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Author Notes:

Corresponding author. Mailing address: Department of Pathology and Laboratory Medicine, Emory University, Atlanta, GA 30322. Phone: (404) 712-2841. Fax: (404) 727-8538. E-mail: hly@emory.edu

We thank D. Miller for the pLSXN-Xpr1 plasmid; J. Olsen for R187 cells; L. Chung for Pt-C and Pt-N cells; V. Rotter for fibroblast (Pf179T), epithelial (Ep156T), and smooth muscle (Pm151T) cells; R. Silverman for DU145-C7 cells, XMRV, and its molecular clone; A. Nusrat and L. Chung for antibodies against vimentin, cytokerin, and myosin; A. Nusrat and P. Nava for siRNA and antibody against the desmoglein-2 gene; and J. Heimburg-Molinaro for critical reading of the manuscript.

We also thank the Emory Biomarker Service Center for genotyping the cell lines.


Research Funding:

This study was supported in part by grants from the American Cancer Society (RSG-06-162-01-GMC), the pilot component of the NIH center grants to the Emory CFAR (P30 AI050409), and the Emory-Winship Cancer Institute (P30 CA138292); by a generous seed grant from D. Liotta to H.L.; and by grant NIH AI-40317 to Y.L. and T. Parslow.

Evaluation of Cellular Determinants Required for In Vitro Xenotropic Murine Leukemia Virus-Related Virus Entry into Human Prostate Cancer and Noncancerous Cells

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Journal Title:

Journal of Virology


Volume 84, Number 13


, Pages 6288-6296

Type of Work:

Article | Final Publisher PDF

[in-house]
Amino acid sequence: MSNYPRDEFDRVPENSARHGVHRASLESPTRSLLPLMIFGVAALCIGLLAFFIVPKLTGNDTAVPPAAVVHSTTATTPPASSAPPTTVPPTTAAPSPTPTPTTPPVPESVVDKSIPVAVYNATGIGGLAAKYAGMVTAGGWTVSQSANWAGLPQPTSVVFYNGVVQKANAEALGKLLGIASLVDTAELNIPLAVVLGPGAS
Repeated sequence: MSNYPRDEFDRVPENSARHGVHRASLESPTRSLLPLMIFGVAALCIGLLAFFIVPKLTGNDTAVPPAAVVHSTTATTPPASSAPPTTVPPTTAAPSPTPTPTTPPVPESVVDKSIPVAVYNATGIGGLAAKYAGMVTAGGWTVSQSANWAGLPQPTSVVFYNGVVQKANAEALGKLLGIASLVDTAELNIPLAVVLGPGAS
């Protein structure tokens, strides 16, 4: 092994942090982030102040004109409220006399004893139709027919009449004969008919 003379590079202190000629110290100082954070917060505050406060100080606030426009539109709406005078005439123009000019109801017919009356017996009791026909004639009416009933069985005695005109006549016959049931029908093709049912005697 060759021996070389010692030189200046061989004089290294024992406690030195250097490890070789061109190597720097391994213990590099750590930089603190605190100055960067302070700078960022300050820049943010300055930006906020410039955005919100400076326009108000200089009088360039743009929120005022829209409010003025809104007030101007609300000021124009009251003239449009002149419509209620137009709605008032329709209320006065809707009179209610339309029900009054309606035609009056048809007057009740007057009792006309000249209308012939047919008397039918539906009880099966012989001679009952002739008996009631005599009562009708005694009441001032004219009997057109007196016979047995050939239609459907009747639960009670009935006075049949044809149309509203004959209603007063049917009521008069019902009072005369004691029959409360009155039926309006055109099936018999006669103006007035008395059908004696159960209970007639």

The newly identified retrovirus—the xenotropic murine leukemia virus-related virus (XMRV)—has recently been shown to be strongly associated with familial prostate cancer in humans (A. Urisman et al., PLoS Pathog. 2:e25, 2006). While that study showed evidence of XMRV infection exclusively in the prostatic stromal fibroblasts, a recent study found XMRV protein antigens mainly in malignant prostate epithelial cells (R. Schlaberg et al., Proc. Natl. Acad. Sci. U. S. A. 106:16351-16356, 2009). To help elucidate the mechanisms behind XMRV infection, we show that prostatic fibroblast cells express Xpr1, a known receptor of XMRV, but its expression is absent in other cell lines of the prostate (i.e., epithelial and stromal smooth muscle cells). We also show that certain amino acid residues located within the predicted extracellular loop (ECL3 and ECL4) sequences of Xpr1 are required for efficient XMRV entry. Although we found strong evidence to support XMRV infection of prostatic fibroblast cell lines via Xpr1, we learned that XMRV was indeed capable of infecting cells that did not necessarily express Xpr1, such as those of the prostatic epithelial and smooth muscle origins. Further studies suggest that the expression of Xpr1 and certain genotypes of the RNASEL gene, which could restrict XMRV infection, may play important roles in defining XMRV tropisms in certain cell types. Collectively, our data reveal important cellular determinants required for XMRV entry into different human prostate cells in vitro, which may provide important insights into the possible role of XMRV as an etiologic agent in human prostate cancer.

Copyright information:

© 2010, American Society for Microbiology

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